When a cure is found to treat mutations, lines are drawn amongst the X-Men, led by Professor Charles Xavier, and the Brotherhood, a band of powerful mutants organized under Xavier's former ally, Magneto.
When bitten by a genetically modified spider, a nerdy, shy, and awkward high school student gains spider-like abilities that he eventually must use to fight evil as a superhero after tragedy befalls his family.
It has been several months since The X-Men stopped William Stryker, but that victory came at a price: they have lost Jean Grey when she tried to save them from the collapsed reservoir. Scott Summers (Cyclops) is still grieving about her loss. One day, he comes out to the place where Jean Grey sacrificed herself. Jean Grey appears right in front of him. Meanwhile, the rift between humans and mutants has finally reached the boiling point. Humans have discovered what causes humans to mutate and have found a cure for the mutation. The X-Men are appalled at this idea. When news about the cure comes to Magneto, he decides to organize an army of mutants and wage his war against the humans. When Jean Grey evolves into the Phoenix, her new mutant powers are so strong that she can not control her own body. Then, she kills off Professor X with her new powers. Now, The X-Men must stop Magneto again and put an end to the war against the humans, as well as stop Jean Grey's Phoenix powers. Written by
In Angel's first scene, Dr. Rao opens a case containing the cure, on which is the code XM89248. Comic book artist Jim Lee's first ever work was on "Uncanny X-Men" #248 (1989). See more »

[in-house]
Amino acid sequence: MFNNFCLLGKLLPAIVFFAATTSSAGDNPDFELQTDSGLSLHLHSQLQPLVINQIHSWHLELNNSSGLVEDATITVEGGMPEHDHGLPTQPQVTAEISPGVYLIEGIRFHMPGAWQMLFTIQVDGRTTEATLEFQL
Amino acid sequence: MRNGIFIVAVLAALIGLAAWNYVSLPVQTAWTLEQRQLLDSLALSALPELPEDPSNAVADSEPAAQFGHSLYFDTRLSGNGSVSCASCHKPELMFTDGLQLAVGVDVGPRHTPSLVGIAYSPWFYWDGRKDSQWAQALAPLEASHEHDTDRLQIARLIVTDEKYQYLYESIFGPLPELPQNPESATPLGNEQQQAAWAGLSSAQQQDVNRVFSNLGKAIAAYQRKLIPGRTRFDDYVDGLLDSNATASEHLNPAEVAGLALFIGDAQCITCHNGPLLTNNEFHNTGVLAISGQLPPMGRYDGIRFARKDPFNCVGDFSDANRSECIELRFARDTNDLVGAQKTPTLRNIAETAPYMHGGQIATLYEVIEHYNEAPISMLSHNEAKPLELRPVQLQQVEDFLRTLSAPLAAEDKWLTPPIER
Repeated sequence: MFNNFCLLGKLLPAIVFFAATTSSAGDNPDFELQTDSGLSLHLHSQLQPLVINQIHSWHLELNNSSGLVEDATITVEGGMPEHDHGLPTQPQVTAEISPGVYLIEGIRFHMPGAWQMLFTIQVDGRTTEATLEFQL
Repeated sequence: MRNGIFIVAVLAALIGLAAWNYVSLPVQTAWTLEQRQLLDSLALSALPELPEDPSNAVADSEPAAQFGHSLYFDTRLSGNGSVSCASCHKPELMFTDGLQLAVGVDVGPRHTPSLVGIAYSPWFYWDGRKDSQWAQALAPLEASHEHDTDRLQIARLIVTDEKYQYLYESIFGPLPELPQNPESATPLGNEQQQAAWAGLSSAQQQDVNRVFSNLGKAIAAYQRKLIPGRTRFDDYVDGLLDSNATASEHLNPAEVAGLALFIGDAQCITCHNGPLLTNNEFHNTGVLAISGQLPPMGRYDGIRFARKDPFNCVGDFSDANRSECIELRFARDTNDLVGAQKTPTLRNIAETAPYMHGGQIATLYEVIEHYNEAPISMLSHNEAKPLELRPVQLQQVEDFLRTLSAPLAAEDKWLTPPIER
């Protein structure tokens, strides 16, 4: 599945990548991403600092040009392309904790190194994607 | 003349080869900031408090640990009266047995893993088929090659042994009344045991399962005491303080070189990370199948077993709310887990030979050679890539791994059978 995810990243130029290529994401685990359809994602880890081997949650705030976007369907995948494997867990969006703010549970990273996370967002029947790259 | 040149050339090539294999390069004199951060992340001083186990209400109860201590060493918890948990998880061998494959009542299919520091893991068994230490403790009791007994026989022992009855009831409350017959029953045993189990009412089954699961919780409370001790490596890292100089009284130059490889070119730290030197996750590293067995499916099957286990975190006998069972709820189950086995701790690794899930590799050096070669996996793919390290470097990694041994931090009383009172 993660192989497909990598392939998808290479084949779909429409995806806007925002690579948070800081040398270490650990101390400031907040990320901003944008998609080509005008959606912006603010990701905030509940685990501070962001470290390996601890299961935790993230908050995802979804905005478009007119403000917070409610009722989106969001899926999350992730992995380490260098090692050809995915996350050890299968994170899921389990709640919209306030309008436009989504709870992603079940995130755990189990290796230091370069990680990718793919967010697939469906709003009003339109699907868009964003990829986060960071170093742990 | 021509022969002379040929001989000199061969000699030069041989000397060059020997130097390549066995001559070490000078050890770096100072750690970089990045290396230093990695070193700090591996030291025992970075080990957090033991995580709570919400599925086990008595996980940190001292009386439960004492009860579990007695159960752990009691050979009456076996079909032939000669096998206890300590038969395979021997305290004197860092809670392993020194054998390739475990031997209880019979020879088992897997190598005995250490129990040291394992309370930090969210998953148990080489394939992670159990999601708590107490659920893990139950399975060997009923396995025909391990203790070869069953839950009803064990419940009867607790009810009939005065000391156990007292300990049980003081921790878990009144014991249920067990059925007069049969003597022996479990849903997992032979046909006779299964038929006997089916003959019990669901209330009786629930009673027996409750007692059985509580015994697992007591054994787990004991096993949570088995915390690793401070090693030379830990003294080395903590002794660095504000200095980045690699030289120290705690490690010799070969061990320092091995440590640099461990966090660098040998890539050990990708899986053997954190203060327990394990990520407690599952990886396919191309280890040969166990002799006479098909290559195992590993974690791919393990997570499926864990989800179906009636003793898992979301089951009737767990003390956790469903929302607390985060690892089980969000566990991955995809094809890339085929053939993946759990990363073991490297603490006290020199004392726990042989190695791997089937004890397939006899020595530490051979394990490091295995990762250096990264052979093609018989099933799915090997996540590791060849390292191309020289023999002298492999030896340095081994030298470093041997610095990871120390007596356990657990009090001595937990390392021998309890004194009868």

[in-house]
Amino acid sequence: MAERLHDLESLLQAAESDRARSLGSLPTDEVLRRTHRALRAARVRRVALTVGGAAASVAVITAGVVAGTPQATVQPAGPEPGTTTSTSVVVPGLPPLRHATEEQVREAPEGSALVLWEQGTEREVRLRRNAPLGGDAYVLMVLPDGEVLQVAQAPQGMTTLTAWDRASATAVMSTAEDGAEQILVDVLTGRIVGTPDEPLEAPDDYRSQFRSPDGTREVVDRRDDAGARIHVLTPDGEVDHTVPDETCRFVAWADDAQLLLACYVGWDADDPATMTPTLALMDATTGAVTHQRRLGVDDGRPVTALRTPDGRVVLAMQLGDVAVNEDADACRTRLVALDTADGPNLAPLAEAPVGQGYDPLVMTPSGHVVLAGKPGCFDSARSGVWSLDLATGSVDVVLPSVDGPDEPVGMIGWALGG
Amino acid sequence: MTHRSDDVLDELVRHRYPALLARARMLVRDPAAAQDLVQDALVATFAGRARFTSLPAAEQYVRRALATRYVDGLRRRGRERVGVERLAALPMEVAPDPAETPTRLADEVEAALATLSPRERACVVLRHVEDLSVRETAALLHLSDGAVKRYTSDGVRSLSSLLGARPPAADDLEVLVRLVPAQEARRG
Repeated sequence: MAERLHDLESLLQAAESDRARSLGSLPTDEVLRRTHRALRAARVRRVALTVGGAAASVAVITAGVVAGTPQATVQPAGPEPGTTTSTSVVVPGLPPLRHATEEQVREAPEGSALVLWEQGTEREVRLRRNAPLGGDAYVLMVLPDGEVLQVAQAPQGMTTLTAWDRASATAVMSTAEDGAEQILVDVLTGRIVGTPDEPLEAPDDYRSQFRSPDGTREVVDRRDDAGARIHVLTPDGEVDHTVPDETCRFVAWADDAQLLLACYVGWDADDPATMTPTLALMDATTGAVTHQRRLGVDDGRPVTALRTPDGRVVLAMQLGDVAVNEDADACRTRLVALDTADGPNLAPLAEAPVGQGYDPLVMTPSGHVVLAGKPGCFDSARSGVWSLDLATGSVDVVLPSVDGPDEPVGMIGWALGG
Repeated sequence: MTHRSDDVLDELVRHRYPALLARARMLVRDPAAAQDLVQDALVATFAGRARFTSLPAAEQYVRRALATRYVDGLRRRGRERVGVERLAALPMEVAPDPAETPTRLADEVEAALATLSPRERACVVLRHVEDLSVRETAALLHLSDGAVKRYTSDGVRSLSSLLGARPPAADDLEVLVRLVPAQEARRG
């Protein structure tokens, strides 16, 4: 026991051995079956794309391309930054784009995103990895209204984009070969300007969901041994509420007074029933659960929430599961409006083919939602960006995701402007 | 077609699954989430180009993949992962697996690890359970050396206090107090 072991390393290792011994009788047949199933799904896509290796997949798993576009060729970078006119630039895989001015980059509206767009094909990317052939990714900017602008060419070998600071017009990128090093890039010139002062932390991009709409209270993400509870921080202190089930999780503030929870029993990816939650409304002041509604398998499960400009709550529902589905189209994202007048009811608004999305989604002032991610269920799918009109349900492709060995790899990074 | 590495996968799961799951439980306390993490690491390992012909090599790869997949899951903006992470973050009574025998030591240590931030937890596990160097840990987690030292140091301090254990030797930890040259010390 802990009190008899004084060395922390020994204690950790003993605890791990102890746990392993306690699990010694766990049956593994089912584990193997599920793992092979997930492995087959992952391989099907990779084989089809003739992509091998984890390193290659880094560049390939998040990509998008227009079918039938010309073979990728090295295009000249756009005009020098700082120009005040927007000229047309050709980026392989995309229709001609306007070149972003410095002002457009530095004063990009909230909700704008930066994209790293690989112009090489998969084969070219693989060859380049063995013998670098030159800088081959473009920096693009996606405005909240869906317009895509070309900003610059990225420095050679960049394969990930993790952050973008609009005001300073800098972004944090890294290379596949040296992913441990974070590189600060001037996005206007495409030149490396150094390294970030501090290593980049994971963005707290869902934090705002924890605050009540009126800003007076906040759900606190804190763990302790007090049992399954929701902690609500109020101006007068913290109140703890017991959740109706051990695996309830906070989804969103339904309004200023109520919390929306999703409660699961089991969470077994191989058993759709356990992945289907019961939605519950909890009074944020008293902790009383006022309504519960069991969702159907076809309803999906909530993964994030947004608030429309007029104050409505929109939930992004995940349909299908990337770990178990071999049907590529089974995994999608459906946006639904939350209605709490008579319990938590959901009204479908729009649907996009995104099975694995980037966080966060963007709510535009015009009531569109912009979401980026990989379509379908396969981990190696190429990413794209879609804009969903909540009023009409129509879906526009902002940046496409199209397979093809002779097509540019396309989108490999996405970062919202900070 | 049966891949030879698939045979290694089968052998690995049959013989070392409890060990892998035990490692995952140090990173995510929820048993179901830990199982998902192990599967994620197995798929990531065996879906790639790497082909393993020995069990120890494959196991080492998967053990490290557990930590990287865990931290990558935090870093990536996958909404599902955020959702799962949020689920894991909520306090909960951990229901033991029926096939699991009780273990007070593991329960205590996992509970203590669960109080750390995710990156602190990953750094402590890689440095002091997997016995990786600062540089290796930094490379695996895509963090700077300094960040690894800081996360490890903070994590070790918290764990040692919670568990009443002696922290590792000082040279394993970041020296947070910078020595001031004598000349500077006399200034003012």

When Magneto catches Wolverine in mid air and slams him on the ground, Wolverine has to look up, over his forehead to see Magneto. When Magneto says Wolverine never learns and Wolverine says he did, he is then looking down his chest at Magneto. (However, a part of the scene, where Magneto tortures Wolverine, was cut. During this Magneto turns Wolverine around. In the final version, we may assume this happens off-screen when we look at Magneto.) See more »
I still don't know why *I'm* here. Couldn't you just make them say yes?
Prof. Charles Xavier:
Yes, I could, but it's not my way. And I would expect you, of all people would understand my feelings about the misuse of power.
Ah, "power corrupts" and all that. Yes, I know, Charles. When are you going to stop lecturing me?
Prof. Charles Xavier:
When you start listening. And you're here because I need you.
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The film title appears within a sample of mutant blood. See more »
No character development, no heart, lots of 'Splosions.
What a disappointment. I'm not a comic-book fan, but I did really like the first two films. This one was all loud banging. I know people like special effects (part of the reason I wanted to see it), but I like to think people also like story and character development and real suspense. Even the action was murky. It's almost impossible to see what the Beast is doing when he's fighting, it's just a big, ugly blur there's no choreography whatsoever. Plus, Magneto's a very smart guy, a leader, and yet his demise is brought on by one of these "oldest trick in the book" routines. Every time a mutant uses a power, it seems to be in a very convenient situation. Everything's staged so simply that you can see it all coming from a mile away. I felt insulted on behalf of movie-goers everywhere. Bring back Brian Singer, he won't phone-in his duty. Brett Ratner should never work in the business again.
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